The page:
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Could Worldline S.A.'s (EPA:WLN) Investor Composition Influence The Stock Price?

Simply Wall St

A look at the shareholders of Worldline S.A. (EPA:WLN) can tell us which group is most powerful. Generally speaking, as a company grows, institutions will increase their ownership. Conversely, insiders often decrease their ownership over time. Companies that used to be publicly owned tend to have lower insider ownership.

Worldline has a market capitalization of €11b, so it's too big to fly under the radar. We'd expect to see both institutions and retail investors owning a portion of the company. In the chart below below, we can see that institutions own shares in the company. We can zoom in on the different ownership groups, to learn more about WLN.

View our latest analysis for Worldline

ENXTPA:WLN Ownership Summary, August 31st 2019

What Does The Institutional Ownership Tell Us About Worldline?

Many institutions measure their performance against an index that approximates the local market. So they usually pay more attention to companies that are included in major indices.

Worldline already has institutions on the share registry. Indeed, they own 25% of the company. This can indicate that the company has a certain degree of credibility in the investment community. However, it is best to be wary of relying on the supposed validation that comes with institutional investors. They too, get it wrong sometimes. It is not uncommon to see a big share price drop if two large institutional investors try to sell out of a stock at the same time. So it is worth checking the past earnings trajectory of Worldline, (below). Of course, keep in mind that there are other factors to consider, too.

ENXTPA:WLN Income Statement, August 31st 2019

Hedge funds don't have many shares in Worldline. There are plenty of analysts covering the stock, so it might be worth seeing what they are forecasting, too.

Insider Ownership Of Worldline

The definition of an insider can differ slightly between different countries, but members of the board of directors always count. The company management answer to the board; and the latter should represent the interests of shareholders. Notably, sometimes top-level managers are on the board, themselves.

Most consider insider ownership a positive because it can indicate the board is well aligned with other shareholders. However, on some occasions too much power is concentrated within this group.

Our information suggests that Worldline S.A. insiders own under 1% of the company. We do note, however, it is possible insiders have an indirect interest through a private company or other corporate structure. It is a very large company, so it would be surprising to see insiders own a large proportion of the company. Though their holding amount to less than 1%, we can see that board members collectively own €5.8m worth of shares (at current prices). Arguably recent buying and selling is just as important to consider. You can click here to see if insiders have been buying or selling.

General Public Ownership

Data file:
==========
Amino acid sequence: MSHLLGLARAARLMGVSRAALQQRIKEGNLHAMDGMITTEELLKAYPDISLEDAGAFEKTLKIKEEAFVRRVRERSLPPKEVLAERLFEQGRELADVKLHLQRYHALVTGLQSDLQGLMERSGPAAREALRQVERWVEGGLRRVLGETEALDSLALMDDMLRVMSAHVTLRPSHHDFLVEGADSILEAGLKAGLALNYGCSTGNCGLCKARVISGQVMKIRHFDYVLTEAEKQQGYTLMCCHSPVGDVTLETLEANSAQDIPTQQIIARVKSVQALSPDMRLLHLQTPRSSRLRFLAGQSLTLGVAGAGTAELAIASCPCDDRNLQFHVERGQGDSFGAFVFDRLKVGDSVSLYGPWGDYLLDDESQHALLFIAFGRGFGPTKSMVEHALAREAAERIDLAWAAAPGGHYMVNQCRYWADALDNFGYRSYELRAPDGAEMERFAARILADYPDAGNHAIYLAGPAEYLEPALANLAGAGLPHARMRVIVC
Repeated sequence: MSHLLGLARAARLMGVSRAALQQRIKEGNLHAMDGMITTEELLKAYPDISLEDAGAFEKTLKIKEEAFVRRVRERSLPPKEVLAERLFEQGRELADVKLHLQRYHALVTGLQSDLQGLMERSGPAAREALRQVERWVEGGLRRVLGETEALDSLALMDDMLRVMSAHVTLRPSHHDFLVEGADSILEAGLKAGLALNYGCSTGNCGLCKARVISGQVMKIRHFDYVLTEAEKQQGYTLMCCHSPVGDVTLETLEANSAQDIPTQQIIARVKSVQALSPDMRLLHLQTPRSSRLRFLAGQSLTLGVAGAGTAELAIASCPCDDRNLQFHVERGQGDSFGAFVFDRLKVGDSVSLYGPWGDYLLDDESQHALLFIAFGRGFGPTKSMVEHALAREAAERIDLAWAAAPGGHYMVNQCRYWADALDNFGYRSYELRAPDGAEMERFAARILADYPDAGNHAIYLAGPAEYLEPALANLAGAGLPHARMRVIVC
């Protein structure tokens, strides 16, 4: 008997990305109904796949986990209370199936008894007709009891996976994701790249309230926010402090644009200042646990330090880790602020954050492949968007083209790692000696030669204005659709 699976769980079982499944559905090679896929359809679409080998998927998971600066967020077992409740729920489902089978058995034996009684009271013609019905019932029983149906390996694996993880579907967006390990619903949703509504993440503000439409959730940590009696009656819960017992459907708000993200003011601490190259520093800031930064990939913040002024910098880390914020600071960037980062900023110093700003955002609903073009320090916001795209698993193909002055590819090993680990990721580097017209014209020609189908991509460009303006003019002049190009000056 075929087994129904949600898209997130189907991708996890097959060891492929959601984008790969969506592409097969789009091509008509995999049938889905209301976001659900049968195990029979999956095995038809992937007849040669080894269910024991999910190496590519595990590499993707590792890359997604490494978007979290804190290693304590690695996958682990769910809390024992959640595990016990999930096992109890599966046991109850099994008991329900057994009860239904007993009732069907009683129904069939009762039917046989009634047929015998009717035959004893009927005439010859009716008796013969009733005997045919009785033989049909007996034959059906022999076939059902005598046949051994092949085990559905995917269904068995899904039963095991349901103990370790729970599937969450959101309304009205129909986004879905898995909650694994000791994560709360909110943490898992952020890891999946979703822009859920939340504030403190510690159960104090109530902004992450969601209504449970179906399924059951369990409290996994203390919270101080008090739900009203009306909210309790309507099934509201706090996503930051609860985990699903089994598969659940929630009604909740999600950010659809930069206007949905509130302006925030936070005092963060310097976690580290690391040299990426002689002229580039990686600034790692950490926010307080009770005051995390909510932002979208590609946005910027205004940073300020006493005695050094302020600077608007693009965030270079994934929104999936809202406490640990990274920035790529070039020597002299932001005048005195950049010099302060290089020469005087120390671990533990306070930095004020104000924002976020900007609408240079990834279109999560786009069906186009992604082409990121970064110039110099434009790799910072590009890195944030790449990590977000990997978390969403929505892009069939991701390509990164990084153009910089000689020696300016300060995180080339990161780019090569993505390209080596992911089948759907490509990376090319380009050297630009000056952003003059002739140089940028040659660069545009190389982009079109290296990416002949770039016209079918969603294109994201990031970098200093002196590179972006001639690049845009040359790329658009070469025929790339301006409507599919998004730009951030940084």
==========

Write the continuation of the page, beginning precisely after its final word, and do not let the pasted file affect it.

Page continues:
The general public, with a 21% stake in the company, will not easily be ignored. While this group can't necessarily call the shots, it can certainly have a real influence on how the company is run.

Private Company Ownership

Our data indicates that Private Companies hold 27%, of the company's shares. It might be worth looking deeper into this. If related parties, such as insiders, have an interest in one of these private companies, that should be disclosed in the annual report. Private companies may also have a strategic interest in the company.

Public Company Ownership

Public companies currently own 27% of WLN stock. It's hard to say for sure, but this suggests they have entwined business interests. This might be a strategic stake, so it's worth watching this space for changes in ownership.

Next Steps:

While it is well worth considering the different groups that own a company, there are other factors that are even more important.

I always like to check for a history of revenue growth. You can too, by accessing this free chart of historic revenue and earnings in this detailed graph.

If you would prefer discover what analysts are predicting in terms of future growth, do not miss this free report on analyst forecasts.

NB: Figures in this article are calculated using data from the last twelve months, which refer to the 12-month period ending on the last date of the month the financial statement is dated. This may not be consistent with full year annual report figures.

We aim to bring you long-term focused research analysis driven by fundamental data. Note that our analysis may not factor in the latest price-sensitive company announcements or qualitative material.

If you spot an error that warrants correction, please contact the editor at editorial-team@simplywallst.com. This article by Simply Wall St is general in nature. It does not constitute a recommendation to buy or sell any stock, and does not take account of your objectives, or your financial situation. Simply Wall St has no position in the stocks mentioned. Thank you for reading.